In this paper we describe the double nanohole laser tweezer system used to trap single nanoparticles. We cover the basic theory behind the DNH and what makes it more powerful than traditional laser tweezers commonly used for larger particles. We outline the basic setup used to reliably trap several different types of particles ranging in size from 1 nm to 40 nm. Data from several experiments is shown which displays exactly how a particle is confirmed to be trapped. We will discuss the use of autocorrelation as well as other information that can be extracted from the optical transmission in our setup and how it has been applied to the identification of protein small molecule interactions and protein binding. Other uses of the data collected from our setup will be discussed including the observation of protein folding. Finally we discuss the current developments of the process and its possible uses as a drug discovery tool, a new type of single particle nanopipette and new bio-sensors.
Optical trapping is a promising technique which involves holding and manipulating small particles in a non-destructive
way. Conventional trapping methods are able to trap dielectric particles with size greater than 100 nm. Using a double-nanohole
in a metal film (with sharp tips where the holes meet) has enabled us to trap dielectric particles such as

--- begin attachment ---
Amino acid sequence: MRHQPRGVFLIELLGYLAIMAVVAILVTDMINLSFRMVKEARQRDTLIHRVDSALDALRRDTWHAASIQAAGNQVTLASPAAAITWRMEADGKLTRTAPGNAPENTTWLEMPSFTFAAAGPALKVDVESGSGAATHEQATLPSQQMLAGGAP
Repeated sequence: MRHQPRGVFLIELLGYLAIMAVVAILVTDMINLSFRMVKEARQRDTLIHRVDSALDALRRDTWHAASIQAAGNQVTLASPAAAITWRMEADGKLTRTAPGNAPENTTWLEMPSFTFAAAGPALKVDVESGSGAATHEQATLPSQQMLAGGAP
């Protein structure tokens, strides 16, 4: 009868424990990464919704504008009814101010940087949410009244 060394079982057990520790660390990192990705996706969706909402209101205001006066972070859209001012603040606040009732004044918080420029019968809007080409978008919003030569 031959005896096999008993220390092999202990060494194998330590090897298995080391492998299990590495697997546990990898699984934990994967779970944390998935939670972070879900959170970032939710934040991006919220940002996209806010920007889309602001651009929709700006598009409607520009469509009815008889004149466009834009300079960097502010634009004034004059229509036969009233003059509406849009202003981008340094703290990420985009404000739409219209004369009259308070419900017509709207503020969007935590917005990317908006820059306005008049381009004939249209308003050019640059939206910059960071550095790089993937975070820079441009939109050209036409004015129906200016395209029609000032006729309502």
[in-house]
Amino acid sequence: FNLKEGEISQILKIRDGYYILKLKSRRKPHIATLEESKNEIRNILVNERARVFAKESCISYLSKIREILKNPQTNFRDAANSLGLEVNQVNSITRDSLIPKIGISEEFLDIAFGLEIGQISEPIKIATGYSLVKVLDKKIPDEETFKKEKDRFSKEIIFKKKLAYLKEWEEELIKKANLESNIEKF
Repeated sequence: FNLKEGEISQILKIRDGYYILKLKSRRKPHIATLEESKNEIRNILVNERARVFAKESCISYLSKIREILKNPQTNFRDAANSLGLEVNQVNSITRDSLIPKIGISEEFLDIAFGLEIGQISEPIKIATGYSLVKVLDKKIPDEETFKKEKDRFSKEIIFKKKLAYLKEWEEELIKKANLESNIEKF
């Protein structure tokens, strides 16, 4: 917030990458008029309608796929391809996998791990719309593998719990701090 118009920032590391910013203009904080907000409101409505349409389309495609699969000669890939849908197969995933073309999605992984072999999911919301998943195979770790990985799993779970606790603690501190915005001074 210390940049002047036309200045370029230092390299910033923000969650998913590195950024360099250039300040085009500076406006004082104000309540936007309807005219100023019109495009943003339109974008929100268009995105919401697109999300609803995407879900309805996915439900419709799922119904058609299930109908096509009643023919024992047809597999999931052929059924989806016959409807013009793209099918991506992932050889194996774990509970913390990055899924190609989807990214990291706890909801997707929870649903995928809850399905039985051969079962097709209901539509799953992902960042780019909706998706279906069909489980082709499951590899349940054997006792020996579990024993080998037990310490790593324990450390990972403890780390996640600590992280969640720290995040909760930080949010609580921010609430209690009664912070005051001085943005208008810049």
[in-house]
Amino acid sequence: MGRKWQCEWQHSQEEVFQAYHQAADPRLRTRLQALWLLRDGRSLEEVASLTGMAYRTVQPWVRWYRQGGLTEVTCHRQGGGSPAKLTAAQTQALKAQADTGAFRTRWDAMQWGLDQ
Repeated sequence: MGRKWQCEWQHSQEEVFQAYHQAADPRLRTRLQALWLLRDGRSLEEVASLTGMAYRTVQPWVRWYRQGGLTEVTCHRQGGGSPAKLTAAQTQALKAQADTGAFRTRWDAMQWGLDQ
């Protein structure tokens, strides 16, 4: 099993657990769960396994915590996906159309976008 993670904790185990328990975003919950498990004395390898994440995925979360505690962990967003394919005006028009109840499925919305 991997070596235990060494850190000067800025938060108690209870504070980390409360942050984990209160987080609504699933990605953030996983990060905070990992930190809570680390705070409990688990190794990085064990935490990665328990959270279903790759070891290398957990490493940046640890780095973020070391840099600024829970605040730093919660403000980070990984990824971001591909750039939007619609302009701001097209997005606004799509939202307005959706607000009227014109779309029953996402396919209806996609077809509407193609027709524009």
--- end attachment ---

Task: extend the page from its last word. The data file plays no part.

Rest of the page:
quantum dots and single proteins. This has been achieved even while using low laser power. Since the refractive index of
the particle is larger than the surrounding environment, the aperture appears larger when the particle enters the aperture.
This allows for more light transmitted through the aperture. The change in transmission changes the light momentum,
and by Newton’s third law, there will be a force which will push back the particle to the equilibrium position. The
change in light transmission also allows for facile detection of the trapping event. In this work, we use the double-nanohole
to trap encapsulated quantum dots. Quantum dots are practically useful for several purposes including
computing, biology and electronic devices. The ability to manipulate these particles with precision is critical to
development of quantum dots usage in these fields. The CdS quantum dots, which are used in this work, are coated with
a polymer shell, with a total size between 20 nm to 22 nm. The trapping and manipulation of quantum dots is promising
for nanofabrication technologies that seek to place a quantum dot at a specific location in a plasmonic or nanophotonic
structure. The next step in this research will be imaging of quantum dots using their fluorescence while trapping is
occurring, so that a clear indication of trapping event will be available.